As the cases are opened at the factory, a sample is cut from each end and tagged with the number of the coil. Another tag is placed on the coil itself, and follows the steel throughout the factory until the finished blades are packed. Each person who handles that particular coil, whether for manufacture or testing, must initial the tag. When the coil passes from one stage of manufacture to another, it is checked in and out of the control room. This intricate system of checking and rechecking makes it possible to detect flaws instantly and trace them to their source. It makes it possible to guarantee that only perfect blades will be offered for sale.

The original samples of the soft cold-rolled steel are submitted to a series of rigid laboratory tests to see that specifications for width, thickness, and metallurgical characteristics are fulfilled, and only when these tests are completed, and an O. K. placed on the tag. is the coil released for production.

Width and thickness are checked by micrometer gauges, and the variations permitted are infinitesimally small. A sample is then placed in the oscillograph, an instrument that virtually sees through steel. Hidden flaws, strains resulting from improper rolling, incorrect micro-structure, are instantly detected.

Samples of each coil are then sent to the laboratory and mi-crophotographed at 3,000 diameters. A trained metallurgist studies these photographs to determine if the inner structure, the combination of elements making up the metal, is suitable for blades.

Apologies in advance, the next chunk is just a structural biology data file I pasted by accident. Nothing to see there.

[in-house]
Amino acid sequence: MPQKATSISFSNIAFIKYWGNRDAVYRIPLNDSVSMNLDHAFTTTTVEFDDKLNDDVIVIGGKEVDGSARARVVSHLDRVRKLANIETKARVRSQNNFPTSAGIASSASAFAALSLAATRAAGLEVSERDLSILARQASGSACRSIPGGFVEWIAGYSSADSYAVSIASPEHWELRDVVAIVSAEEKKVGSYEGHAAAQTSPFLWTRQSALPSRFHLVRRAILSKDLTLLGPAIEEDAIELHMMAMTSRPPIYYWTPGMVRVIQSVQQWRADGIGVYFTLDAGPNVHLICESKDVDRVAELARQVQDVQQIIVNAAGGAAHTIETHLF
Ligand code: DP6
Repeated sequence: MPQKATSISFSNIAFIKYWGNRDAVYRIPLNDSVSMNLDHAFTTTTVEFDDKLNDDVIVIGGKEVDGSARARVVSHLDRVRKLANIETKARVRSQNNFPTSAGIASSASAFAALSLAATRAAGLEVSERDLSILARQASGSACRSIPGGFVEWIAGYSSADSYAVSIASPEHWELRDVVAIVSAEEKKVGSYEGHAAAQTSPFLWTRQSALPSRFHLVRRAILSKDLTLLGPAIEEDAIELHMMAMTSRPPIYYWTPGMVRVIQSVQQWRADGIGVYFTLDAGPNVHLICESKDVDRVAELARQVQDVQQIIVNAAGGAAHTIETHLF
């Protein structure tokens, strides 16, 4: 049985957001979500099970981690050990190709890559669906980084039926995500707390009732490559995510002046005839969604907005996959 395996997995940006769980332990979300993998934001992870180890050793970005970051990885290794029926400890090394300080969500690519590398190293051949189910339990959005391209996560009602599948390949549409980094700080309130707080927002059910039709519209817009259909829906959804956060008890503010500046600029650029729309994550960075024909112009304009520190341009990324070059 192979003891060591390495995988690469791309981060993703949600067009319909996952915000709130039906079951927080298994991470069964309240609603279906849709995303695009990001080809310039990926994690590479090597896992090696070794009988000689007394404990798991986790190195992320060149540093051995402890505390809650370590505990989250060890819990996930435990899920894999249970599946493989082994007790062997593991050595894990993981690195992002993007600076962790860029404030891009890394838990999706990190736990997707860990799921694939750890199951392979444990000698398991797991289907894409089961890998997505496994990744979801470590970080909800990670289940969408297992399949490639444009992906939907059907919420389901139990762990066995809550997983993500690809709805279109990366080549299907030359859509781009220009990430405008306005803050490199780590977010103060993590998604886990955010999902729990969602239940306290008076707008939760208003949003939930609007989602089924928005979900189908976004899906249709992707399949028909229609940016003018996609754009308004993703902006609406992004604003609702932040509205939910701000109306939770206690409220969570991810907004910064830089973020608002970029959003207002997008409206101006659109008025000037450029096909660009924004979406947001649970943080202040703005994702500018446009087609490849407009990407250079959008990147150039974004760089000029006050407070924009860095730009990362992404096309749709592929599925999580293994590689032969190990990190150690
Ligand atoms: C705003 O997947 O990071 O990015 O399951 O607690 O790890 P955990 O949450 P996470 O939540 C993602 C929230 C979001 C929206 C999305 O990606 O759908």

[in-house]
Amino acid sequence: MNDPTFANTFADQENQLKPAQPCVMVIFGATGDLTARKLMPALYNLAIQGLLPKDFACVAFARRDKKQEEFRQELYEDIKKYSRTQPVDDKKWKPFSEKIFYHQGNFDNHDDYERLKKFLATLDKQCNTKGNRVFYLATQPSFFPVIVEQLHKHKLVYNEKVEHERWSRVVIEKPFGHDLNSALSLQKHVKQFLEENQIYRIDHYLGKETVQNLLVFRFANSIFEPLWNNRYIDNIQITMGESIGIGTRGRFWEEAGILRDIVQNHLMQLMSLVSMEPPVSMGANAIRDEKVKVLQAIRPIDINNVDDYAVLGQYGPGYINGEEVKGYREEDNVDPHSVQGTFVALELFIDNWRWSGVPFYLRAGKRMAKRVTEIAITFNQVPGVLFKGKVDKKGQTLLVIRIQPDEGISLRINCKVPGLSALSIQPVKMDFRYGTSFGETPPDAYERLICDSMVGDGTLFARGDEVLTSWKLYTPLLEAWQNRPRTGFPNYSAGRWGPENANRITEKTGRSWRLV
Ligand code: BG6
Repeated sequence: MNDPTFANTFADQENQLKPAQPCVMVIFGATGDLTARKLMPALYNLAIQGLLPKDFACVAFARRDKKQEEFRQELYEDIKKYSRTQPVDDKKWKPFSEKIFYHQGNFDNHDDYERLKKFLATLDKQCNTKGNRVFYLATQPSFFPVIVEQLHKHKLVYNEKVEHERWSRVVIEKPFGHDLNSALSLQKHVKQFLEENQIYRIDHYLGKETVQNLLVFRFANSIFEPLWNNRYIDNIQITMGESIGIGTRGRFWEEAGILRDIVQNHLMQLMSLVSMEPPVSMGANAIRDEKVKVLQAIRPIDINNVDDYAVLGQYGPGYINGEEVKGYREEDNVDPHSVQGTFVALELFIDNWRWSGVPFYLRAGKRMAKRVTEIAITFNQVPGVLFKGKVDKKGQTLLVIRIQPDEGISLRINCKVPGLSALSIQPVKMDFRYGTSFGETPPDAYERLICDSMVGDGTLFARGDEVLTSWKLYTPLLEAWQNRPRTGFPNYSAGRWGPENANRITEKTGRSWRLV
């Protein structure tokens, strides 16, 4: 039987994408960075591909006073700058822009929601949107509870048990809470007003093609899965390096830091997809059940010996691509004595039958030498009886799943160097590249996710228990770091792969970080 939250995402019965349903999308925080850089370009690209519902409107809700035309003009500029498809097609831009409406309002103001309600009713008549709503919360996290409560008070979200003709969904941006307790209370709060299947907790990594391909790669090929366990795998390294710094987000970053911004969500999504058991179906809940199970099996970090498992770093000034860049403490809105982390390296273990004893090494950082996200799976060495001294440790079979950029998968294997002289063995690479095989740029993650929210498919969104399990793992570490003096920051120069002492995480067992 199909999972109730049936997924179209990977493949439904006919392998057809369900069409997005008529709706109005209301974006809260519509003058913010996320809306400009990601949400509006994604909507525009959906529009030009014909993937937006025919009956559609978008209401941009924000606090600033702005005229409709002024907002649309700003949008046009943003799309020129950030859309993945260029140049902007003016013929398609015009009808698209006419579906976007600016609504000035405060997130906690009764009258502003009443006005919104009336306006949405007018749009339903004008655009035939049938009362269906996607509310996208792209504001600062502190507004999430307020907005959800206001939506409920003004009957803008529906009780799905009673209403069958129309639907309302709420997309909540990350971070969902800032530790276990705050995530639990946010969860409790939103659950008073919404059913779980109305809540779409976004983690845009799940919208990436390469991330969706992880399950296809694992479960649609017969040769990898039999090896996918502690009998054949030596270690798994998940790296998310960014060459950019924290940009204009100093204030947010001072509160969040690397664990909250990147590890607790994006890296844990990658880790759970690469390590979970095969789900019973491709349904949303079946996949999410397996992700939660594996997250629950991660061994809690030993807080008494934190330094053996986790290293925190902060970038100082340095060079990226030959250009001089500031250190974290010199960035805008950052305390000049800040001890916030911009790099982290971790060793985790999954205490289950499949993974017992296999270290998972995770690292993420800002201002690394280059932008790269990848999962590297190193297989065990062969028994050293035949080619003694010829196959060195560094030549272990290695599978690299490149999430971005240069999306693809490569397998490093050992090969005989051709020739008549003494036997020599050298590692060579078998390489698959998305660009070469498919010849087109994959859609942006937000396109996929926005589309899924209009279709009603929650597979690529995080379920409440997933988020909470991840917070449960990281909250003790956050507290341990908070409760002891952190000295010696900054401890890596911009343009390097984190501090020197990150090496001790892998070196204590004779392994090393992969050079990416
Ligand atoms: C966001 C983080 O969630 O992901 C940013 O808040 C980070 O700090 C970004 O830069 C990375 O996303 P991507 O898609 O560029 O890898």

Another sample goes into an electric furnace, to be burned in a stream of oxygen. Vapors resulting from this combustion are analyzed chemically to see that exactly the right proportion of carbon is present.

This chemical content is extremely important. Without the proper amount of carbon the steel will lack hardness. With too much sulphur or phosphorus, the steel will not yield a cutting edge that will stand up for a number of shaves. With too little manganese or chromium, the steel will lack toughness. Metal failing to meet these rigid laboratory tests is immediately crated and returned to Sweden. If approved in the laboratory, the coil of soft steel is wound on a reel and sent to the perforating machine. But before it reaches the dies it feeds through two series of oil wipers, which remove any foreign matter adhering to the strip and add an oil which aids the perforating die and prevents rust between this and the next operation.

These dies that punch out the center slot are the acme of accuracy. They must be if the blade is to be held in the razor at the correct position for a proper shave. Unable to obtain such accuracy elsewhere, the factory employs its own corps of die cutters, any one of whom could grind the print off this page without removing a particle of the paper.

So critical is the workmanship demanded here that in certain cases it has been necessary to release a man from his bench to other easier tasks for several months to prevent a nervous breakdown. The dies these men produce are accurate to one ten-thousandth of an inch.

After perforating, the blade strip is gauged for centrality—a measurement from the center slot to either edge. This distance must be held constant. The importance of accuracy here can scarcely be over-emphasized, since centrality of the slot controls the proper positioning of the blade in the razor.

Since the hardening process requires a surface absolutely clean, the coils of steel are “laundered” in the de-greasing machine immediately before entering the hardening furnace. The de-greaser passes the perforated coil through a soda wash, through high pressure jets of water just under the boiling point, through blasts of compressed air, a scrubbing box, a tank of special grease solvents, through jets of live steam, and finally compressed air again.